Published on December 22nd, 2010 | by G. Bargas, Managing Editor
Review: A World of Keflings
“Well I can’t do that until I build the other area of the blueprint. This means I still need to build the atrium and gather other resources.” Cross out my given birth name and call me Mr. Kefling. It wasn’t too long before even yours truly was spending hours of time building and exploring the world of these puny creatures.
There is a lot more to A World of Keflings that meets the eye. Players can jump right into the story mode, go online for some friendly cooperative action, or just plain ensure that you are going to spend the holiday break locked inside the house fortifying more than that fruitcake weight. For the most part the game sets itself up as a wondrous world of these Kefling creatures and yourself as the giant who has come to their aid. Are they just really small, or are they average size and you are just really ginormous? Either way you look at it, these little pint size pals are ready to pitch in.
There is definitely an amount of team work you want to have when you play A World of Keflings. In the early stages when it comes to taking on smaller buildings, it is an easy task that any single giant can do. Bring a few parts here, process some rock there, and in the end grab some lumber for a few walls. As the game progresses, more elaborate blue prints are unlocked and it is almost necessary to have another helping giant hand in order for you to complete the tasks ahead. Especially when it comes to that ever so creepy witch, or the King who thinks that his majesticalism and his learning good are his strong points.
Production issues are sometimes resolved by strategically placing different factories and processing places next to one another. The use of Keflings to transport and level up let’s the village raise a city in no time flat. Although different tasks in the storyline hinder your efficiency, there are plenty of unlockables and new items that come from said events.
Emotes during gameplay give players actions they can do for their Keflings, other players, or to get that occasional dragon off of the roof. Unlocking of these emotes comes over time and can be use throughout gameplay. Here is an example of one of my favorites from yours truly.
Other things inside the game that are unique to AWoK is the use of cannons. Cannons in a family game? Adjust the height, the tone, or the instrument and let the Keflings fly. Want ninja’s to shoot out while your Kefling fires out? Done! There are plenty of variations to shoot these little ones out of, so set up and get creative.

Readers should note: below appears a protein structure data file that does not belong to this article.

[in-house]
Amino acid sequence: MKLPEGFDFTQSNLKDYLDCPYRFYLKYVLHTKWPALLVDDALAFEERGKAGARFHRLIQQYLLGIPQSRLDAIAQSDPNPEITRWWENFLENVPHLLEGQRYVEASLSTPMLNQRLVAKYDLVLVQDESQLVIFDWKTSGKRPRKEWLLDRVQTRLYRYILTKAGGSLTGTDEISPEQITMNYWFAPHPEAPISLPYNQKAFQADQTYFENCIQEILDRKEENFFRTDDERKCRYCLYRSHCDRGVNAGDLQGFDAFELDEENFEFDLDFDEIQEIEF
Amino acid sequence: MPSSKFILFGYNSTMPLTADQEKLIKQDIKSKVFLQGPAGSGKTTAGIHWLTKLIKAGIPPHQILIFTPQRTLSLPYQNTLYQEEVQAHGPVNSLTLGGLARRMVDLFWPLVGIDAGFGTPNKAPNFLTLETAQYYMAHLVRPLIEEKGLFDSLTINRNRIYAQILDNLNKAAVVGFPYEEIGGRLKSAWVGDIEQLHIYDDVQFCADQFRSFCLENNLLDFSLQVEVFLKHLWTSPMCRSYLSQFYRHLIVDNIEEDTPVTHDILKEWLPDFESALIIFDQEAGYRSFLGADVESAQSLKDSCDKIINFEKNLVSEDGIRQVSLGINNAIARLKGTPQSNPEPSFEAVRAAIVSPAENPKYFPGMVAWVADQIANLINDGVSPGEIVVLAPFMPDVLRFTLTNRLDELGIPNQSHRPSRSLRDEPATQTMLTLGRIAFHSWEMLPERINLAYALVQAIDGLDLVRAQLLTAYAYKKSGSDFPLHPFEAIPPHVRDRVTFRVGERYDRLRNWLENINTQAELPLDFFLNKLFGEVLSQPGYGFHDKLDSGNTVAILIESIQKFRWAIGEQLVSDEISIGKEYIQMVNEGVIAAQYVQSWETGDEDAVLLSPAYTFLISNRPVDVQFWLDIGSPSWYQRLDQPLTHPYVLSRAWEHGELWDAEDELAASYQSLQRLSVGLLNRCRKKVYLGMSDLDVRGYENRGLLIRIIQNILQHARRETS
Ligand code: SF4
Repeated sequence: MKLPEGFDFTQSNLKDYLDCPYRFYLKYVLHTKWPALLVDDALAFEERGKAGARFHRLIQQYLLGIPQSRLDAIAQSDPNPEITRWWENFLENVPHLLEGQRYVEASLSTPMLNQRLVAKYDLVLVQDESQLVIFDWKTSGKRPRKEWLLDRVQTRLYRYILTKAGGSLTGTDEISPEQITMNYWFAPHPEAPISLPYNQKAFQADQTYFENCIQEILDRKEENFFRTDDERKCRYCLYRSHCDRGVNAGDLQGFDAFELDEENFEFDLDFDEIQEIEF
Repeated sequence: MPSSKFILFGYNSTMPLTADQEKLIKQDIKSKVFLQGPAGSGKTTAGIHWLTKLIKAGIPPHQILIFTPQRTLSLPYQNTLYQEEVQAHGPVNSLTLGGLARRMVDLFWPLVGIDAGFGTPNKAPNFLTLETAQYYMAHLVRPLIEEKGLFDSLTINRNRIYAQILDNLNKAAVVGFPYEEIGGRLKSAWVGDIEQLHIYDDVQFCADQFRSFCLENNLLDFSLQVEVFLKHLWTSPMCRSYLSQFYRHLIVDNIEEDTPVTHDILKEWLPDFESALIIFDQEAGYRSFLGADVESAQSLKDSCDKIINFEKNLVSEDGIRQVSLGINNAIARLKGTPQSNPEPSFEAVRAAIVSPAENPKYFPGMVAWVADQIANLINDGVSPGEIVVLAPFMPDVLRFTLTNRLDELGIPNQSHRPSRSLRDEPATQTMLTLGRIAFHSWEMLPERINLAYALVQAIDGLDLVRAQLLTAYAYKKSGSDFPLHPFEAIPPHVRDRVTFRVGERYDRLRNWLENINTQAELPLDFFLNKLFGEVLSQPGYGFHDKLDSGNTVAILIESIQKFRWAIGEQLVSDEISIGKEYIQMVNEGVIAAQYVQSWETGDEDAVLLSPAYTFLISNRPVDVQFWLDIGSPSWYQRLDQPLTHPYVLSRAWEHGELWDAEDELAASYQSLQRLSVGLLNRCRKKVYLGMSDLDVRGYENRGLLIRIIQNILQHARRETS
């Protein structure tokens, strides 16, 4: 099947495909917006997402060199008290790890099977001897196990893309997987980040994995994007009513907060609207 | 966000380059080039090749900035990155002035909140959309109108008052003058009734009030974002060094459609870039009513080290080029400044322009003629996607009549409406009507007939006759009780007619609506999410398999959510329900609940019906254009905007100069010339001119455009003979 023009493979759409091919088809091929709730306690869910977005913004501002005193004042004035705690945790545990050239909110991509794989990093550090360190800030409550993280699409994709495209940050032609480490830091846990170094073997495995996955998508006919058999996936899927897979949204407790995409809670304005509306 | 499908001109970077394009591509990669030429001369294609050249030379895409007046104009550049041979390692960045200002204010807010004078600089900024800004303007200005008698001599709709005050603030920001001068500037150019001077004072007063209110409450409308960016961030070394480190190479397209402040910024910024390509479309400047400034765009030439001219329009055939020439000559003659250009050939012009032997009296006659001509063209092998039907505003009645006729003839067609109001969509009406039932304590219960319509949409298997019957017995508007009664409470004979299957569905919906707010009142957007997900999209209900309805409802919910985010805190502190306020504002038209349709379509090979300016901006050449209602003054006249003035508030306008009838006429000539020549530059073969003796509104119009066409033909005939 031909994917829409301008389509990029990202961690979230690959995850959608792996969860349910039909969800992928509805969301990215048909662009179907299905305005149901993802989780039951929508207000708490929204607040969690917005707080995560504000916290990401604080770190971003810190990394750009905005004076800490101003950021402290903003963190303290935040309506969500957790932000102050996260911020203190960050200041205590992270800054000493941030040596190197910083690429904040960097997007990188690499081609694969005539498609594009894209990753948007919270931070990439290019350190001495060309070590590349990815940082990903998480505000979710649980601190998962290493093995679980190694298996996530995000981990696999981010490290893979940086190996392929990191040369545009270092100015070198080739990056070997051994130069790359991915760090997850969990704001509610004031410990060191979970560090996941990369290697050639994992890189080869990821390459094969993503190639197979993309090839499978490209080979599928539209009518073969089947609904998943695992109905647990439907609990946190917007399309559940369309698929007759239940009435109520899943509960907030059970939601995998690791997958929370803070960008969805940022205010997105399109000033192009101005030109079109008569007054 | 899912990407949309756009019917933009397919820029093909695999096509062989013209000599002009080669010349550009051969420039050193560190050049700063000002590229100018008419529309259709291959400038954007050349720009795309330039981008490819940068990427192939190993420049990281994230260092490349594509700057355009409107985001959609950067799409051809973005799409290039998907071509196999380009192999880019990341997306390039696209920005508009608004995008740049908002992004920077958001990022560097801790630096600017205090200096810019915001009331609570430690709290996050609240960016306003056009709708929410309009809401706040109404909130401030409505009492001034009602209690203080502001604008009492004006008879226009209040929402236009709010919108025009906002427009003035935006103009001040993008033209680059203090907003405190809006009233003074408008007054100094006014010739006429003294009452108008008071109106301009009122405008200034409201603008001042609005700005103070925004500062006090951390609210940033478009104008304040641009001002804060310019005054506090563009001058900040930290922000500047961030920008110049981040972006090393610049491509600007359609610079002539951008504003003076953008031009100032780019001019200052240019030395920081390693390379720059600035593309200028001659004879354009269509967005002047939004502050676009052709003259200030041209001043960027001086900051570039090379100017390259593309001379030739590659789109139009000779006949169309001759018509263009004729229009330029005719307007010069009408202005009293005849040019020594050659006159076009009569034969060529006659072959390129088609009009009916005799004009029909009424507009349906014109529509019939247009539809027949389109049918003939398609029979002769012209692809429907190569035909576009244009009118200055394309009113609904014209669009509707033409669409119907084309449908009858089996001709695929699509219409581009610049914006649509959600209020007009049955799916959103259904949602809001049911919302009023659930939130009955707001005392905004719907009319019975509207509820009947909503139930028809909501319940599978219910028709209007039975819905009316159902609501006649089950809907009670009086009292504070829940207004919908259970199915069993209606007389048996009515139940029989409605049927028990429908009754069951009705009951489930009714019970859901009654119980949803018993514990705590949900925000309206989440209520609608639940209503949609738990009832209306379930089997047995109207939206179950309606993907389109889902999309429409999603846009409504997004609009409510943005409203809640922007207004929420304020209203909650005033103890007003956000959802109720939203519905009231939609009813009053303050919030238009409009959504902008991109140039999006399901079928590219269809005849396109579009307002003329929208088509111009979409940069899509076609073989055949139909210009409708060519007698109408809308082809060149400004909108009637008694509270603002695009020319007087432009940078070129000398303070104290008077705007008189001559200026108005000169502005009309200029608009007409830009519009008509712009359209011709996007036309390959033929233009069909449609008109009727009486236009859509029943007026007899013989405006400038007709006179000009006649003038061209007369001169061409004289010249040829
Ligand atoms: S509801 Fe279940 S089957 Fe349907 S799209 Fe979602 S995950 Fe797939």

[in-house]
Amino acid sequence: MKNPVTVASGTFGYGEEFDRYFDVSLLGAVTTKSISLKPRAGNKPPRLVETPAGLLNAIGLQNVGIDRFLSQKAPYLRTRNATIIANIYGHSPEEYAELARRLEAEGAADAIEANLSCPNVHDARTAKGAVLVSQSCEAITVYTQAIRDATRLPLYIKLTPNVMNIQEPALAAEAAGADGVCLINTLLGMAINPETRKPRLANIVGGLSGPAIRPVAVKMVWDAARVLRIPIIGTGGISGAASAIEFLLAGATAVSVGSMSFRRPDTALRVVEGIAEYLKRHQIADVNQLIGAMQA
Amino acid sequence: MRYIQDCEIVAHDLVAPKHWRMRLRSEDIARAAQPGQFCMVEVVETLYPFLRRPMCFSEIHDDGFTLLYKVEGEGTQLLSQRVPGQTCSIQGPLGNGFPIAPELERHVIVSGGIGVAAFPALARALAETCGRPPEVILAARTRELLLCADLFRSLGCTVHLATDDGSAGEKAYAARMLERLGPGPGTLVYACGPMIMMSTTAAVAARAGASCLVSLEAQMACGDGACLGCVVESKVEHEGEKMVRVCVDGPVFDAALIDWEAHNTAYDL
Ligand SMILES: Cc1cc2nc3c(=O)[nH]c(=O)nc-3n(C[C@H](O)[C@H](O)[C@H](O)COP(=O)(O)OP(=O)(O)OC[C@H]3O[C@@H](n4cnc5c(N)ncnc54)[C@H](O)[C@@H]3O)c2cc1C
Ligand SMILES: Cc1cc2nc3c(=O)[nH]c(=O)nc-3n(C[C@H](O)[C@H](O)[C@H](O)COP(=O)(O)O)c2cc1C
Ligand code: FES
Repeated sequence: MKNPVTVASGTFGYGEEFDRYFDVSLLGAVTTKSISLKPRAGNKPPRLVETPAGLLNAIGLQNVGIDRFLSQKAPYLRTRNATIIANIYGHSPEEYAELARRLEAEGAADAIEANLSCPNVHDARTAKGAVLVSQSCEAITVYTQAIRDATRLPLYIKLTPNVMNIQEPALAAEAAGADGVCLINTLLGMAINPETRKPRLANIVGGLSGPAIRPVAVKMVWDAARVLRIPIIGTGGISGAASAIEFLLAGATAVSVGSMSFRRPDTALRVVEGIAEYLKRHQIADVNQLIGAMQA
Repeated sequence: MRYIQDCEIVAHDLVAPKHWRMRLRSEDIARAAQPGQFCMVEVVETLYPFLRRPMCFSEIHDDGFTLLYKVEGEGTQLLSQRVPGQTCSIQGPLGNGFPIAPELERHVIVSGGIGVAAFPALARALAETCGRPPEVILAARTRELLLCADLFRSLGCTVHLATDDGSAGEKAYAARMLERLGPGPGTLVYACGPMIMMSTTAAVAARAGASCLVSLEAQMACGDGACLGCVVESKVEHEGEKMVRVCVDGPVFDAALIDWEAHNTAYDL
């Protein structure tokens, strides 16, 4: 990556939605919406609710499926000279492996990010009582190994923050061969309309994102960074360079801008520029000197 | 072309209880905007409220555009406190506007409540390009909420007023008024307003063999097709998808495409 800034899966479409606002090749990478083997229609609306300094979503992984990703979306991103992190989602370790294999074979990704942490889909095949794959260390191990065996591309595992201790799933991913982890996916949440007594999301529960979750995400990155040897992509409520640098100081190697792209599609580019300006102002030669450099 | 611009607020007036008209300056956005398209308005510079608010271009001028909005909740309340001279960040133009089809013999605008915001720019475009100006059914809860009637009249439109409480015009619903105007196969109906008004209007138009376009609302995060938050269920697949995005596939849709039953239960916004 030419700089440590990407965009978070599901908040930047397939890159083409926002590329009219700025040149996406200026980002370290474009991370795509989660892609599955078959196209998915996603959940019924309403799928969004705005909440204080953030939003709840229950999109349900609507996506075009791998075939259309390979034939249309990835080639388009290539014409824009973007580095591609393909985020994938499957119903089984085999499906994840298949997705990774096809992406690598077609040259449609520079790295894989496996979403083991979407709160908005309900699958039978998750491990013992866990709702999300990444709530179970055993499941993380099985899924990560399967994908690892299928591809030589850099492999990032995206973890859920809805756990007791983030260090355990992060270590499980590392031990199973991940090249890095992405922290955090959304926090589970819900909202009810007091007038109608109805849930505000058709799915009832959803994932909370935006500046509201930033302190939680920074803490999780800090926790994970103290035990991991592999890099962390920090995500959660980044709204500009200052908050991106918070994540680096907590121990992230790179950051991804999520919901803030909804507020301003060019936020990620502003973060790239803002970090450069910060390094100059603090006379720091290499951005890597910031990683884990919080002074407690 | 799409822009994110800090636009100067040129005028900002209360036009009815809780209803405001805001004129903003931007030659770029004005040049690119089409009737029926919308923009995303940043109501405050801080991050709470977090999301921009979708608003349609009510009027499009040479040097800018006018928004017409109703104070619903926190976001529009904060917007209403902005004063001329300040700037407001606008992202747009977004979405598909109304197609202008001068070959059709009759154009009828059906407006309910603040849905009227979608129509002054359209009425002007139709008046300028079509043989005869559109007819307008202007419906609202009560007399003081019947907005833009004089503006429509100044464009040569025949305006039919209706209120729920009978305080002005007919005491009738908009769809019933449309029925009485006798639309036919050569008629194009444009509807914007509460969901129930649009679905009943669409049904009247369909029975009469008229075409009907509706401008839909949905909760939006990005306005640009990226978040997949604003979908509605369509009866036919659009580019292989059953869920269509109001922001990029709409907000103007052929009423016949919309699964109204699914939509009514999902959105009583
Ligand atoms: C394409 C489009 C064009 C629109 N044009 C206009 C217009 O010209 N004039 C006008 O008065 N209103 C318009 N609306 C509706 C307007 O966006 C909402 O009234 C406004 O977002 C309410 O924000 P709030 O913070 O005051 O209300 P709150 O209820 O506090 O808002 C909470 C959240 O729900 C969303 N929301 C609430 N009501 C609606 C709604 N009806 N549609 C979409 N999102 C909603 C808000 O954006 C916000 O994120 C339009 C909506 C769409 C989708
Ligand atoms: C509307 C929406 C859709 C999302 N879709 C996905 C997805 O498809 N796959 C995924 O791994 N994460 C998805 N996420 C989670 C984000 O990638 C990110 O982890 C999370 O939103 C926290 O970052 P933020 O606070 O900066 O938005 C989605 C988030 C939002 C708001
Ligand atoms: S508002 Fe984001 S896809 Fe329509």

The control scheme easily translates this simplified version of Civilization into a family playable game that offers controls almost anyone can use. The directional pad is used to activate those all important emotes, while the joysticks move your giant and swivel the camera. The RB and LB buttons are used to control your blueprints while the triggers activate the Xbox LIVE multiplayer and denote an important task that is next on your list of things to do. Other things on that list may or may not include kicking these tiny creatures, slapping them for level ups, or beating down the occasional building. Picking up Keflings with the A button allows you to move them, give them another task, or remove their work “hat” with the Y button. The ease at which you use these buttons does take a slight learning curve, but it becomes easy to pull up menus and sort those plans to build a city.
When it comes to control of the camera, there could have been a greater sense of the Kefling world if there was a more loose camera. The swing of the camera moves to show about 300º and then rubber-bands back to the initial position. When building more elaborate blueprints, it is very important that you see all angles of what items you set down for the plan. It may become frustrating to some if you have all the items you need, but they were not lined up correctly due to an angle that you cannot simply see. It does allow for zooming in and zooming out, but blueprints with a lot of supplies might be hard to read for some players.
Other small issues that did not really hinder the gameplay were things like having your Avatar mine or dig, but get stuck doing the action without any completion. There were a few times while mining some crystals that my avatar was stuck jabbing his mining rod over and over, then once again on Sunday. The action simply cancelled and then started again. This did not really hinder any gameplay, but when you have a university going up in just a few short moments, timing is everything.
A World of Keflings offers some great play out of such a simple game. The storyline is funny and quirky, but if it is played like its intended, you might need to do some explaining for the younger generation wielding the sticks. The game is only 800 MS Points which is already a huge win. Replay value is very high. If you only get to play the game once, you can always try the second time playing with or without a friend. There are some slight camera issues, but if you like mining for supplies and constructing cities, then let the city planner in you scream out with joy.
+ Crossover title
– Camera/Movement issues
– Button customization